Tue, Jul 17, 2012 - Page 8 News List

Revamping the cost of healthcare

By Lee Jwo-leun 李卓倫

Another big logical error is revealed by the fact that, after the government made households responsible for paying for some healthcare services that were originally covered by the NHI, it did not lead to any cost savings. All it means is that the costs are borne by different sectors of society. In 2009, private-sector healthcare spending accounted for 42 percent of total medical and health expenditure. Of this, 35 percent was spent by households, 6 percent by non-profit organizations and 1 percent by administrative fees for commercial insurance. In very few industrialized countries does private-sector spending account for more than 30 percent of total healthcare spending. In most such countries, the proportion is less than 20 percent. Only in South Korea is the figure similar to that of Taiwan.

If you have a national health insurance system where people still have to pay more than 40 percent out of their own pockets, then the significance of having social insurance will be diminished and so will public support for the system.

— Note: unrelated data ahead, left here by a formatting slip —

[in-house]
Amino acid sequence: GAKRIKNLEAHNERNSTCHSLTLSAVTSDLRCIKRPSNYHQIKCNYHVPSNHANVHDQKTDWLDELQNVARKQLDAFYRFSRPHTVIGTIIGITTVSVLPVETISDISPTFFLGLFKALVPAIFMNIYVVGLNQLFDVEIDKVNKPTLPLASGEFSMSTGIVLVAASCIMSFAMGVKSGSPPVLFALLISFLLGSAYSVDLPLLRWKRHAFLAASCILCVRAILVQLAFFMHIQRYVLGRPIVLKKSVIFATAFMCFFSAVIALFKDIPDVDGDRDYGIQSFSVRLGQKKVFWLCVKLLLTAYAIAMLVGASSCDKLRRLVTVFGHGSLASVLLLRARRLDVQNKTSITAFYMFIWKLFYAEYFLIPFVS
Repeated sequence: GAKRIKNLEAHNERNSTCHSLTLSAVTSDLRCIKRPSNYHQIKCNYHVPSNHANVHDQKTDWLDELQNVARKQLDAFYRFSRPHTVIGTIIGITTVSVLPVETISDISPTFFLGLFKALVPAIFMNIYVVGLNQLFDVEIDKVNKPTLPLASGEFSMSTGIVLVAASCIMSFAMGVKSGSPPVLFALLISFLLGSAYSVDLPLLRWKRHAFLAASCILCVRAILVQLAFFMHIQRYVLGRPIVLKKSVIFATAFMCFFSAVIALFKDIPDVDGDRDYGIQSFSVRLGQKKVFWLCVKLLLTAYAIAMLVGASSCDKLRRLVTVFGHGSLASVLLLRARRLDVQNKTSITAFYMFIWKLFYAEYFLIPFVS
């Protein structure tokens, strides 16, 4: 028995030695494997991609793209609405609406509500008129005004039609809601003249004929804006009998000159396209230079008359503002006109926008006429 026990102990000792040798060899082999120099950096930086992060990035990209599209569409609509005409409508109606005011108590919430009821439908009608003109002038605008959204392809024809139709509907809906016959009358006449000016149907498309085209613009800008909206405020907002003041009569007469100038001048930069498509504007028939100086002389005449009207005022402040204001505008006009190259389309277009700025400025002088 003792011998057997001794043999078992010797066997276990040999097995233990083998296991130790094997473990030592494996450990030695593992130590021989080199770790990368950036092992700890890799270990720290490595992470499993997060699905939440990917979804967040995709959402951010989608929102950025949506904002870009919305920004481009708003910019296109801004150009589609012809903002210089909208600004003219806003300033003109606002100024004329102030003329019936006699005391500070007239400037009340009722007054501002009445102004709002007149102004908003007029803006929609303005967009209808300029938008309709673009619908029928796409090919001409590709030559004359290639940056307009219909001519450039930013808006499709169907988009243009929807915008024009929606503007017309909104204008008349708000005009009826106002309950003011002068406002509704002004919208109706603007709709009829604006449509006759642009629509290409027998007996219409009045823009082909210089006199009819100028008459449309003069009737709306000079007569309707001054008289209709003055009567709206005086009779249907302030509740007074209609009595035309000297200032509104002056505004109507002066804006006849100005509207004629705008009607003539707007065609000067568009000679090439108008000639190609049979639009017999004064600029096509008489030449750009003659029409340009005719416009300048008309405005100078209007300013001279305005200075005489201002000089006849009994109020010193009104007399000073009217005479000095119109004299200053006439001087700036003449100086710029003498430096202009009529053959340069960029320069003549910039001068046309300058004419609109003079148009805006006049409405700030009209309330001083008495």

Requiring people to pay out of their own pockets may lead to some savings in the short term, but in the long term the government would be unable to monitor and control the items that people pay for privately. Healthcare providers, on the other hand, can have a real influence on how people judge their own needs. If, in future, commercial insurance companies reinsure privately paid healthcare items, or cover part of the cost, then the private costs will still be a secondary consideration for people when they seek treatment. In the long term, this could cause total medical and health costs to rise even faster. The same logic applies no matter whether the government tries to control healthcare expenditure by increasing part of the load that patients must bear, or by reducing the range of services that the NHI covers.

There are better ways of curbing healthcare expenditure. For example, if the system of payment for clinical services were based on the number of patients seen rather than the amount of service provided, then the financial incentive would encourage doctors to teach people the right ways to handle a cold or influenza, rather than to prescribe lots of different medicines.

Even according to economic logic, one should clearly distinguish between overall and individual considerations and between long-term and short-term effects. In that case, “zombie theories” would still be bothersome, but they would at most only appear occasionally and would not become mainstream ideas or dominate national policy.

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